Evidence of genetic differentiation for Hawai‘i insular false killer whales (Pseudorca crassidens)

Chivers et al. (2007) found Hawai‘i insular false killer whales to be distinct from other strata within the Indo-Pacific Ocean using mitochondrial DNA (mtDNA) control region sequence data. Here, we add new samples and eight nuclear DNA (nDNA) microsatellite markers to that study. After extensive quality checking, some haplotypes and duplicate individuals were removed from the 2007 mtDNA data set. A strong phylogeographic signal consistent with local haplotype evolution was evident for Hawai‘i insular false killer whales with all but one individual having one of 2 closely related haplotypes found only in this population. The mtDNA characteristics of the Hawai‘i insular false killer whales (n = 81) differed significantly (all p-values for Fisher exact and ΦST <0.0001) from both broad-scale strata (Central North Pacific (n = 13) and Eastern North Pacific (n = 39)), and all fine-scale strata (Hawai‘i pelagic (n = 9), Mexico (n = 19), Panama (n = 15) and American Samoa (n = 6)). The magnitude of mtDNA differentiation (all ΦST >0.68) was consistent with less than one migrant per generation. The nDNA marker results were highly significant with all Fisher exact p-values ≤ 0.001 for comparisons of the Hawai‘i insular stratum (n = 69) to the broad-scale strata (Central North Pacific (n = 13) and Eastern North Pacific (n = 36)), and fine-scale strata (Hawai‘i pelagic (n = 9), Mexico (n = 19), Panama (n = 12) and American Samoa (n = 6)). The magnitude of differentiation was much less for nDNA (0.01 < FST < 0.08, 0.01 < Jost’s D < 0.06) than for mtDNA, indicating the potential for some male-mediated gene flow although the possibility that FST is low because of the high mutation rate of microsatellites or the influence of selection operating to counter gene flow cannot be excluded. Inferences from these data are limited by sample distribution, with pelagic false killer whales near the Hawaiian Islands inadequately sampled. However, the small number of Hawai‘i insular false killer whales (around 120) together with an estimated effective population size of 44.3 (95% CI = 31.2-67.2) are causes for concern about loss of genetic diversity.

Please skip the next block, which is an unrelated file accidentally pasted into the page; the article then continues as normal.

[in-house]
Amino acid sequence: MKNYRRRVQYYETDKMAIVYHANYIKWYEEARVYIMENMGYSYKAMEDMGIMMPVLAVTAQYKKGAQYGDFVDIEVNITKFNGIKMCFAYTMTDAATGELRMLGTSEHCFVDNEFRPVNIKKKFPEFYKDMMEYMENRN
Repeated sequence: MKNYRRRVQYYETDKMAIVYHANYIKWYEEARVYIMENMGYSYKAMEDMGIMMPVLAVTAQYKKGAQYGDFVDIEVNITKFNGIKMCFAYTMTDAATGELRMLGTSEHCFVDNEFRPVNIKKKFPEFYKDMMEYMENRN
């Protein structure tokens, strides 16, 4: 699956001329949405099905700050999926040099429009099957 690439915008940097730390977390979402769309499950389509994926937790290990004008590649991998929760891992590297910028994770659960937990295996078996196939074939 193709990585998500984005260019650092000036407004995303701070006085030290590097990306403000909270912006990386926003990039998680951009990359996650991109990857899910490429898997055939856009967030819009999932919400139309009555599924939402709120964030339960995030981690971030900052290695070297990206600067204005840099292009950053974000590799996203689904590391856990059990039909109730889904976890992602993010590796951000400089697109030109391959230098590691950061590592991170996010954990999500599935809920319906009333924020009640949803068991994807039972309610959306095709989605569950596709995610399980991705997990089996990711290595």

Chivers, S.J., R.W. Baird, K.M. Martien, B.L. Taylor, E. Archer, A.M. Gorgone, B.L. Hancock, N.M. Hedrick, D. Matilla, D.J. McSweeney, E.M. Oleson, C.L. Palmer, V. Pease, K.M. Robertson, J. Robbins, J.C. Salinas, G.S. Schorr, M. Schultz, J.L. Theileking, and D.L. Webster. 2010. Evidence of genetic differentiation for Hawai‘i insular false killer whales (Pseudorca crassidens). NOAA Technical Memorandum NMFS-SWFSC-458, 46p.

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